Malaysia Special Task Force Says It Needs More Time to Prepare Report on Pastor Raymond Koh’s Abduction by Police

Raymond Koh (center) with his family | The Voice of the Martyrs

A special task force in Malaysia that was set up to act upon findings that Pastor Raymond Koh, who had been accused of proselytizing to Muslims, was abducted by police has asked for more time to prepare its report, the Southeast Asian country’s Ministry of Home Affairs said.

The task force headed by retired high court judge Abd Rahim Uda requires more time, Home Minister Muhyiddin Yassin said last week, according to International Christian Concern. “I hope the report can be ready in a month and submitted to the ministry,” Yassin was quoted as telling reporters.

The task force was formed last June after Malaysia’s Human Rights Commission, locally known as Suhakam, found that a Special Branch of the police was likely behind the disappearances of Koh and Amri Che, a Muslim social activist.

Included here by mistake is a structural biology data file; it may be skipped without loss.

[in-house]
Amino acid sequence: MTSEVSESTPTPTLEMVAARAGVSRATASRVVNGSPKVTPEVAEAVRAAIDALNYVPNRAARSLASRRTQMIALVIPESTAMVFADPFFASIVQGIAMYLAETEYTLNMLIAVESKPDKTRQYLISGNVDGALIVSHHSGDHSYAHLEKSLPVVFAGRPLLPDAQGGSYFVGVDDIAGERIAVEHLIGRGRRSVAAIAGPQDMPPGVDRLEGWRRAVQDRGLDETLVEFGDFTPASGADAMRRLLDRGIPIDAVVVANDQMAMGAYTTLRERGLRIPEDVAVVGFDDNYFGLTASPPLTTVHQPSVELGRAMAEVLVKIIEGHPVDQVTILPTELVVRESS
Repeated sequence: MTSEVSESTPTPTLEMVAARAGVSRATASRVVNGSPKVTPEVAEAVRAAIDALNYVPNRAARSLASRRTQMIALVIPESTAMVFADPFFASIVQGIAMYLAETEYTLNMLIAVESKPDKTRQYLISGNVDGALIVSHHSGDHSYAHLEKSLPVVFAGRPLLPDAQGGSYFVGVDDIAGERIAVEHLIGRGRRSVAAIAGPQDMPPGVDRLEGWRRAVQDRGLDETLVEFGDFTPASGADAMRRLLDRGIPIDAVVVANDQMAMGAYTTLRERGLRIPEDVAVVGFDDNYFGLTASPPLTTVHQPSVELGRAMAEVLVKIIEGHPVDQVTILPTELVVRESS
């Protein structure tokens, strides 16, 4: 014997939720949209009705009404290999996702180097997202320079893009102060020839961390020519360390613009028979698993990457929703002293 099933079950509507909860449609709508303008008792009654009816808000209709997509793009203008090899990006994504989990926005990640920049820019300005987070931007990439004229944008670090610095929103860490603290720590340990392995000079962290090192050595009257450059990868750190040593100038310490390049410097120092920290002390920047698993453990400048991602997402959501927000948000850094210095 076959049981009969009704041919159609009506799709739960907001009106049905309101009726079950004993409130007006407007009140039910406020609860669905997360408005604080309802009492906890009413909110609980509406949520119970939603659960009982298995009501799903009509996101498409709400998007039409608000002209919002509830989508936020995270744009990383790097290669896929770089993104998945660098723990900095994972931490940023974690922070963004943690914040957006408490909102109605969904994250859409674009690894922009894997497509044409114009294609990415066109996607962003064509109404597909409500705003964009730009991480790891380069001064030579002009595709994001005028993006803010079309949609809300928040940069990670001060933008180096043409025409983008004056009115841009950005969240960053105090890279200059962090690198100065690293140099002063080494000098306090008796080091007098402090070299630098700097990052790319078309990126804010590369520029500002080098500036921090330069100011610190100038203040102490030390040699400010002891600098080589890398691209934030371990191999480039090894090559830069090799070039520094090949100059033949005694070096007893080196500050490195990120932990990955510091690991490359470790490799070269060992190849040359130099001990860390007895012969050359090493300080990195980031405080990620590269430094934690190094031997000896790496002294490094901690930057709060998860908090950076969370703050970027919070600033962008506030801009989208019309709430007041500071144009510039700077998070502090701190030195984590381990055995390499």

Koh was abducted near his home in Petaling Jaya, West Malaysia, on Feb. 13, 2017. Koh’s car was surrounded by three black SUVs while he was driving in Petaling Jaya, and forced to a sudden stop. Since that day, Koh has not been seen or heard from and his car was never found.

His abduction was called a “well-organized, military-style operation.” Based on CCTV footage, the abduction was swiftly executed in just two minutes — in broad daylight and with someone even recording the entire process on video while another person is seen casually redirecting traffic.

At a public forum on “Waiting for Justice in 2020,” held earlier this month in Kuala Lumpur, Koh’s wife, Susanna, said her family members were “frozen in grief.” “Because we did not have a funeral, everyday is a funeral,” she said, according to Free Malaysia Today.

After the abduction, police initially began investigating if the pastor preached Christianity to Muslims, rather than focusing on catching his captors.

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SOURCE: Christian Post, Anugrah Kumar